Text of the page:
apple watch series 5 teardown

The Apple Watch Series 5 has now been given the teardown treatment by the folks at iFixit. This comes after the iPhone 11 and iPhone 11 Pro teardowns we saw last week. The Apple Watch Series 5 teardown shows just how similar the new device is to last year’s Series 4.

To crack open the Series 5, iFixit simply used heat to soften the adhesive holding it all together, and then a precision knife to separate the display. Inside, the battery size of the Series 5 is 1.4 percent larger than the Series 4. That’s not enough to make much of a difference in real-world use, especially coupled with the Always-On display.

The Series 5 uses Apple’s new S5 system-on-chip, which packs in twice the storage and the new compass. But it also contains the same CPU and GPU as the S4 chip in the Series 4, and the overall performance specs are the same.

What about that new Always-On display? It’s still hard to tell what exactly is powering that feature. Apple says the Series 5 uses things like a new ambient light sensor and advanced display drivers to achieve the functionality. iFixit, however, says “the real improvements are baked into the display tech invisible to the human eye” with LTPO technology.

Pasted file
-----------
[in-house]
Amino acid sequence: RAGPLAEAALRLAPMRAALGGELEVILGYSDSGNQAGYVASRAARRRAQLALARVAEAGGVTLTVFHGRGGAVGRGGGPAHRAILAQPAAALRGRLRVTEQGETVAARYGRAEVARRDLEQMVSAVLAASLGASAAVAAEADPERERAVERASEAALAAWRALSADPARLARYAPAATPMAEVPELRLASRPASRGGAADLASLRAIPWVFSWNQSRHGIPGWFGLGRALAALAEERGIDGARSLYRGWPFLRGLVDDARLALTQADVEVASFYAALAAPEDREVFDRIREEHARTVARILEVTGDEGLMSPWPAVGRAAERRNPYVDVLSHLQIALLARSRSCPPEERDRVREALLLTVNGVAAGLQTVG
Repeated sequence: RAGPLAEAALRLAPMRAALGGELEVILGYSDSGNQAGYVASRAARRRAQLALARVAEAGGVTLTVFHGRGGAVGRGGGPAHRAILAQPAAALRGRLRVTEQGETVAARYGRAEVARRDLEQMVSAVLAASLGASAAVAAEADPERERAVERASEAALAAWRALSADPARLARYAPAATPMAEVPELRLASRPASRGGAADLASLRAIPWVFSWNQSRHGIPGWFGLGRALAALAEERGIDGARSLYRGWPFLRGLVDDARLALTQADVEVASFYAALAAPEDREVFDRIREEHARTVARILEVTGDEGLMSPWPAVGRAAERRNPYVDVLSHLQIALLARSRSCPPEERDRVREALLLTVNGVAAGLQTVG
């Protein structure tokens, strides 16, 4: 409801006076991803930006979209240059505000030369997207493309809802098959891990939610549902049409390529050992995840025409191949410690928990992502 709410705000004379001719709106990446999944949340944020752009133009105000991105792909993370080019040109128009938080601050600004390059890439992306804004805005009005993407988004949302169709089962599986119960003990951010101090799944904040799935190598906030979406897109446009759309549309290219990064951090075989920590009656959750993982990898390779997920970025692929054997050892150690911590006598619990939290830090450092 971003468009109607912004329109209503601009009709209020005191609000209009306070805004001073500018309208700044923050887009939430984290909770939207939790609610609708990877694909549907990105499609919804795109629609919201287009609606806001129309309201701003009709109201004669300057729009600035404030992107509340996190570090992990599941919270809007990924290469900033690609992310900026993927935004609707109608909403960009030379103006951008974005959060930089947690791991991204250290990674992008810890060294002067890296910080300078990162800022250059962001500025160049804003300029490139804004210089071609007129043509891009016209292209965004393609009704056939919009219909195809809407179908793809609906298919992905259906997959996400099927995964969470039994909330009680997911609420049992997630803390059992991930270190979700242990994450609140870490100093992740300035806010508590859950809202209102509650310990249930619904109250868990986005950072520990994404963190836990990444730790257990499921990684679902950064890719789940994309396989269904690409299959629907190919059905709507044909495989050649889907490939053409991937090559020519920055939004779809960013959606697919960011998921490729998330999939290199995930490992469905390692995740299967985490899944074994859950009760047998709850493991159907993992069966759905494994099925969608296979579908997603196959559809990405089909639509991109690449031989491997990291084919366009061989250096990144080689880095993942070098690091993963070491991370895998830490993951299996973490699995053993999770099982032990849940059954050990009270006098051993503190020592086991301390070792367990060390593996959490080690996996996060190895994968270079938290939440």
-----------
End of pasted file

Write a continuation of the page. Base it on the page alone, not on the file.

Apple says the new Apple Watch Series 5 is made from “100% recycled aluminum,” but iFixit isn’t impressed with that claim:

While using recycled materials is great, the truth is most of the world’s aluminum is already recycled, and recycled aluminum is dramatically cheaper than the freshly-mined variety. The real question is whether Apple uses any recycled aluminum that wouldn’t have been recycled anyway. And after analyzing Apple’s statements on the matter, the answer seems to be no.

Ultimately, iFixit concludes that the Series 5 is “very similar” to the Series 4 internally, but different enough that parts are not interchangeable between the two:

Other than that, the Series 5 is very similar to the Series 4 on the inside. But Apple has made enough minor changes to that many parts are not interchangeable, thanks to redesigned connectors on the taptic engine, display and battery.

Check out the full iFixit teardown right here.

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Chance Miller

Chance is an editor for the entire 9to5 network and covers the latest Apple news for 9to5Mac.

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